Blog :: 08-2014

Prepare Your Home For Fall

Fall home prepIt's hard to believe, but summer is nearly over and soon enough the leaves will be changing. Fall in Vermont is undoubtedly beautiful and the crispness in the air serves as a reminder that winter is on its way.

As the seasons change, so do our home and property needs. We always suggest taking advantage of the still longer and warmer days to do a little fall  preparation and seasonal maintenance. As we Vermonters know, the weather can change quickly and being prepared is critical. A little extra work now will save you on last minute repairs and stress later.

Interior Maintenance

  1. Check for drafts. Feel for drafts around the edges of windows and doors. A good tip is to use a lighted candle and if the flame flickers, there's most likely a draft. If necessary, replace seals and repair caulking around window and door frames. Consider buying heavier or insulated drapery for especially drafty windows.
  2. Have your furnace inspected. Hire an HVAC professional to test for leaks, check heating efficiency, and change the filter. They can also do a carbon monoxide check to ensure air safety. It's also a good idea to stock up on extra air filters and change them every few months.
  3. Winterize air conditioning. If your home has central air conditioning, cover your outdoor unit for winter. If you use window air conditioning units, remove them to prevent air leaks.
  4. Programmable thermostat. Buy a programmable thermostat, if you don't have one. If you already have one, check the temperature settings. Setting your thermostat to lower the temperature automatically at night and when you're not home, can result in substantial cost savings. Some models can now be controlled remotely through your phone!
  5. Test home safety devices. Replace the batteries in all smoke detectors and carbon monoxide devices and test to make sure they're working properly.
  6. Clean humidifiers. Replace old filters and clean inside compartment. Vinegar is inexpensive and works well.
  7. Remove screens. Take down window and door screens to prevent winter damage. Make any necessary repairs and store away for next season.

Exterior Maintenance

  1. Do a roof check. You should be able to do at least a visual inspection of the roof from the ground. Grab some binoculars to get a closer look or if you're able and can do so safely, climb on up for a better view. Look for missing, damaged, or loose shingles. Remove leaves and debris with a roof sweeper.
  2. Check the chimney and fireplace. If you have a wood fireplace and use it often, have your chimney cleaned and inspected by a professional.
  3. Stock up on firewood. Order enough firewood for the season. If you gather your own firewood, make sure it's dry and ready. It's best to cover firewood and store away from the house for safety reasons. Of course, be careful when cutting, stacking and hauling the wood.
  4. Inspect siding. Check home exterior for cracks or holes.
  5. Clean the gutters. Remove leaves, nests, and debris from gutters and check for leaks.
  6. Check water drainage. Rainwater downspouts need to be clear of obstructions and direct water away from foundations, walkways, and driveways. Add extensions to downspouts if necessary.
  7. Turn off faucets and store hoses. Drain garden hoses and disconnect from the outside spigots. Shut off exterior faucets, and if you have an older home, you may need to turn off the valve inside your home. Store hoses in a dry place so any residual water won't freeze.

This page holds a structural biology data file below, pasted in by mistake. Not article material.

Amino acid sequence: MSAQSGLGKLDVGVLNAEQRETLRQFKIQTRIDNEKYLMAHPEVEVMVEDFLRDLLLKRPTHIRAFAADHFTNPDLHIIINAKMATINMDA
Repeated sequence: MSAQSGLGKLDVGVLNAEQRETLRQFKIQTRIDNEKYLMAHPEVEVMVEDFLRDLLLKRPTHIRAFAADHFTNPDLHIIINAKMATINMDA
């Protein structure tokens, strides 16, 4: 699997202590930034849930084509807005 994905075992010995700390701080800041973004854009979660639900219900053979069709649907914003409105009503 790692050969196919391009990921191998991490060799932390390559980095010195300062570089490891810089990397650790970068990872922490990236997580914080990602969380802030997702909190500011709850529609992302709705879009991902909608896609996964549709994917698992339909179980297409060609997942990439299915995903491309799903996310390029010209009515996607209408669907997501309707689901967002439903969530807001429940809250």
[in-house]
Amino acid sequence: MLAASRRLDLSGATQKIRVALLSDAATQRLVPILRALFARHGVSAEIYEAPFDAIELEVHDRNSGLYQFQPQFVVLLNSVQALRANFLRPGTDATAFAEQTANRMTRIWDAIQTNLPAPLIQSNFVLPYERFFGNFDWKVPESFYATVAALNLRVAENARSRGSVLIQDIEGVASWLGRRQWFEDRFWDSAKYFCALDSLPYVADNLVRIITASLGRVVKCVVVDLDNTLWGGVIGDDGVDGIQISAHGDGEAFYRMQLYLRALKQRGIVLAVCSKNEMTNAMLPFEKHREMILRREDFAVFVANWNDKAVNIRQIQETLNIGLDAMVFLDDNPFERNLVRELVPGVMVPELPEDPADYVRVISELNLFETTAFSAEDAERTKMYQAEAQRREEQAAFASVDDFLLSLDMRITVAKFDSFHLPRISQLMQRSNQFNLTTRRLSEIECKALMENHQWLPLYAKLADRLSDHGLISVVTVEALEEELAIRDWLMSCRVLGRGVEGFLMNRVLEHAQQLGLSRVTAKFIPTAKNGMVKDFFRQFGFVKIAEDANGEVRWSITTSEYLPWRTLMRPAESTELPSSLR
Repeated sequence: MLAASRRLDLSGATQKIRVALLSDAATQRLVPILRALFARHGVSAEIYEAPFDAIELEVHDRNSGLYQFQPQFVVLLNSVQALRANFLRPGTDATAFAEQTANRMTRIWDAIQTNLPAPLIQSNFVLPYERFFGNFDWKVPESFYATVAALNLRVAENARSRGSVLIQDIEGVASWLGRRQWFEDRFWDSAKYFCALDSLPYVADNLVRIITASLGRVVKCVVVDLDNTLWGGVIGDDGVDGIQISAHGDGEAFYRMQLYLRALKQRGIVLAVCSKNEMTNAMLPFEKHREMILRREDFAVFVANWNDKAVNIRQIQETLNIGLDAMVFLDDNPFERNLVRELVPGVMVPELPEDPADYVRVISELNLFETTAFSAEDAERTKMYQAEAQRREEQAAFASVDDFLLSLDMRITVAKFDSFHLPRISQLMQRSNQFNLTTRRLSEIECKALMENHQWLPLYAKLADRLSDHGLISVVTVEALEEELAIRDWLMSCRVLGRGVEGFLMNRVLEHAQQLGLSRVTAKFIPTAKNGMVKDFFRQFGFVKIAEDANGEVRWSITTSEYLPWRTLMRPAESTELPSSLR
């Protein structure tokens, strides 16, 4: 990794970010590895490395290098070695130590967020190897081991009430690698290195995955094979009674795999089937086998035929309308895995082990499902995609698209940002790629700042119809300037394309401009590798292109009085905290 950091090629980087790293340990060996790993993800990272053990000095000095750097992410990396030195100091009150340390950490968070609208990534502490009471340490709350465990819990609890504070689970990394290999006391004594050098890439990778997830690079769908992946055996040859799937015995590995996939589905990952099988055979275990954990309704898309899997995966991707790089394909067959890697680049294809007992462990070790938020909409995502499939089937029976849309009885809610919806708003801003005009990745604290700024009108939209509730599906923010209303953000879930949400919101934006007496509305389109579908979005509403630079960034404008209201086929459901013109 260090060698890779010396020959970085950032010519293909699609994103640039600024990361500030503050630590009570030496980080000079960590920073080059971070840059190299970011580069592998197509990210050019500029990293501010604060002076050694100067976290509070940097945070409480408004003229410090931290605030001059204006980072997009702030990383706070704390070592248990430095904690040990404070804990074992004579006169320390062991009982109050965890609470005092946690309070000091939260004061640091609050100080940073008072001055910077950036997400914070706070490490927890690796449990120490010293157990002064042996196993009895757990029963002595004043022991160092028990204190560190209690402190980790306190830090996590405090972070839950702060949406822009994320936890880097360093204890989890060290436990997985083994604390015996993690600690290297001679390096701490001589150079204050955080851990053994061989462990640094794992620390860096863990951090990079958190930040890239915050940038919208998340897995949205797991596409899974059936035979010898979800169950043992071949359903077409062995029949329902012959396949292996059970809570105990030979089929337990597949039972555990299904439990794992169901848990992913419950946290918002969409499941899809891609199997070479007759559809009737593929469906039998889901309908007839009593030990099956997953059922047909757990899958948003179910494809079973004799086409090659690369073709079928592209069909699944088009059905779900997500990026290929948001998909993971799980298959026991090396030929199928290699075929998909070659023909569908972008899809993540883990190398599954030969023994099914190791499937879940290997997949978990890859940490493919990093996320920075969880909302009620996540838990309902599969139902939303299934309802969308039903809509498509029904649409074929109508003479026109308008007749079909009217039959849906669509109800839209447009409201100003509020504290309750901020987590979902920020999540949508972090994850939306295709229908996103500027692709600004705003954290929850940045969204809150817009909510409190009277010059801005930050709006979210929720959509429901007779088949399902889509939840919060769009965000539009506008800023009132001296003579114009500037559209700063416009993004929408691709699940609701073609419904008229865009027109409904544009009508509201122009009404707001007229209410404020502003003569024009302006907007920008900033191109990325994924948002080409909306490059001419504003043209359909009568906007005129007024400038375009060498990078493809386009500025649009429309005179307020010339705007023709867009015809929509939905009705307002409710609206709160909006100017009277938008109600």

8. Inspect trees. Check for damaged limbs that may break or that are too close to power lines or the roof.
  9. Trim landscaping. Cut back bushes, shrubs, and flowers and thoroughly weed your gardens.
  10. Bring in flowerpots. If you keep plants or flower in pots year-round, bring them inside. If you replace plants every year, empty, clean, dry pots and put away for next spring.
  11. Plant bulbs. If you plant bulbs for spring, now's the time to get them in the ground.
  12. Leaf removal. Rake and remove leaves from the yard. Put into a compost pile if you have one. Alternatively, put into yard garbage bags and leave at the curb for community pick up. Check with your local city or town for requirements and pick up schedules.
  13. Fertilize lawn. Applying fall lawn fertilizer will help prevent winter damage and spring weeds. Ask a local garden center or check online to find out which type of fertilizer you need and when to apply it.
  14. Put away seasonal furniture. Clean and store seasonal outdoor furniture. Remove and clean cushions. Wash and dry furniture and store in a dry place over winter.
  15. Close the pool. If you have a pool and live in an area where temperatures dip, schedule a service to come and close it for the season or if you know how, buy the supplies and do it yourself.
  16. Organize the shed. As your shed is filling up with summer items in storage it's a good time to organize and clean out the shed. Move summer items to the back and winter stuff up front for better access. Also, remove any liquids that will freeze.
  17. Arrange for snow removal. Find a company (or friend/neighbor) to plow your driveway, and shovel if necessary. Get your name on their list before the snow flies so you'll be taken care of right away.

In the Garage

  1. Service summer power equipment. Empty fuel and clean lawnmower and trimmer. Have lawnmower blades sharpened and oil changed. Have any necessary repairs done now, so that you're ready come spring.
  2. Store summer vehicles. If you have a motorcycle, summer car, ATV or other type seasonal vehicle, now's a good time to have that serviced as well.
  3. Get winter equipment ready. Service snow blower and make sure it is ready to go.
  4. Test the generator. If you have an emergency generator for power outages, give it a test, and make sure it's in good working order.
  5. Buy extra gasoline. Purchase extra gas to have on hand for use in your snow blower or generator, so you're prepared for emergencies. Make sure you store gasoline in tanks away from fire sources and out of children's reaches.
  6. Clean the garage. Since you're in the garage prepping for fall, you might as well purge, organize and clean it while you're there!

Ready or not, fall is on its way. Properly maintaining your home  enhances its value and appeal and is less effort than managing a crisis later.

Change of Address Checklist